Boyd’s gloriously tongue-in-cheek appropriation of the AIATSIS Aboriginal languages map in Treasure Island 2005 seems particularly relevant with the recent reprobation of Indigenous land in the Northern Territory by the Federal Government, and with the minerals boom that Australia is experiencing, making only a very few people wealthy – and Indigenous people are rarely part of the newly rich.1
With the European nations vying for ‘unoccupied lands’ (‘terra nullius’) the race was on to ﬁnd the fabled ‘Great Southern Land’ and nothing was to stand in the way of obtaining it, not even a complex culture tens of thousands of years old. Intensions to me seemed dishonest and dishonourable, traits I found too similar to modes of operation related to piracy. Being so closely intertwined in the fabric of the British nation, the process of the colonisation of terra nullius allowed me to experiment and explore different subject matter under the blanket of piracy and construct an alternate version of our history.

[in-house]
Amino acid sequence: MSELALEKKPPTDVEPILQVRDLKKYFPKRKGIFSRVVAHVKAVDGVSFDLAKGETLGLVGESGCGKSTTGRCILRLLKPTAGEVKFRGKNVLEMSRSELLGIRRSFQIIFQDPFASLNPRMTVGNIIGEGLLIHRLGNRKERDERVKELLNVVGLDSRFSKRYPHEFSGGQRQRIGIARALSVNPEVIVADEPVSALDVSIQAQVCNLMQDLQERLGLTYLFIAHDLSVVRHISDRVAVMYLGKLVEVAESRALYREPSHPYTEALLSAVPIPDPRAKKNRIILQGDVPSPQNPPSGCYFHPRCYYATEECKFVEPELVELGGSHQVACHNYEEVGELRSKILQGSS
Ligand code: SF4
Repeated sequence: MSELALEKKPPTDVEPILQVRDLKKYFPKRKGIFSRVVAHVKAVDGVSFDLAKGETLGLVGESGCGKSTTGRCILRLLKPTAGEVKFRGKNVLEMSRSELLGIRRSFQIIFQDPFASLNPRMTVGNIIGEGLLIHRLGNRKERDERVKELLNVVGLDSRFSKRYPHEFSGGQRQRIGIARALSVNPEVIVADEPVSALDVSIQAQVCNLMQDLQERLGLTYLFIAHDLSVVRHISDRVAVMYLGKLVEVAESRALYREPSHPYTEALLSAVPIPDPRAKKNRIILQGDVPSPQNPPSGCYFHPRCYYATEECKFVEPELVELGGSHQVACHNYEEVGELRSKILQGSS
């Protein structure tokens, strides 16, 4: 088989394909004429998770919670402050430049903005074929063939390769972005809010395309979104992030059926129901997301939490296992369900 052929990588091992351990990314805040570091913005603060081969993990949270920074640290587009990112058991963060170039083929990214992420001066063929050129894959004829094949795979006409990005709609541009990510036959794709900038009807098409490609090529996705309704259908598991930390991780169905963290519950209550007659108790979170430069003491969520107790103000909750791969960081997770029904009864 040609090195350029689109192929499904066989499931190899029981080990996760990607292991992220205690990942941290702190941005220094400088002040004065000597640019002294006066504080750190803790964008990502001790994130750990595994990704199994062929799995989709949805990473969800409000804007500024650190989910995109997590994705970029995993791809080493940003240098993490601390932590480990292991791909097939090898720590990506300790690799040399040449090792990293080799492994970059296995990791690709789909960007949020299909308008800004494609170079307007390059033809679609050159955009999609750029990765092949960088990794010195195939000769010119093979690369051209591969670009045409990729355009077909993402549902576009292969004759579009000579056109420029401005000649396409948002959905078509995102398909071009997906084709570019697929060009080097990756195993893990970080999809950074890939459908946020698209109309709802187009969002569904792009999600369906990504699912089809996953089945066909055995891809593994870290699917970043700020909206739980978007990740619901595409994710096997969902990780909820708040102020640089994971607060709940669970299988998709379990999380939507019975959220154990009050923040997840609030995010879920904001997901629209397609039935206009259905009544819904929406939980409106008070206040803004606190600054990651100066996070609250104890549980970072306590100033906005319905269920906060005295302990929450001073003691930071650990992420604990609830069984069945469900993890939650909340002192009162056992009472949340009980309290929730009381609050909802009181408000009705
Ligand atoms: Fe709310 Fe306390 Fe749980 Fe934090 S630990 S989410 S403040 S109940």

Introducing elements of piracy such as the parrots and [eye-]patches allowed me to deconstruct the romantic notions that surround the act of our colonisation and reconstruct them from an Aboriginal perspective.
Daniel Boyd, 2006
1. Aboriginal Australia Wall Map. DR Horton, Aboriginal Studies Press, Australian Institute of Aboriginal and Torres Strait Islander Studies, Canberra 1996.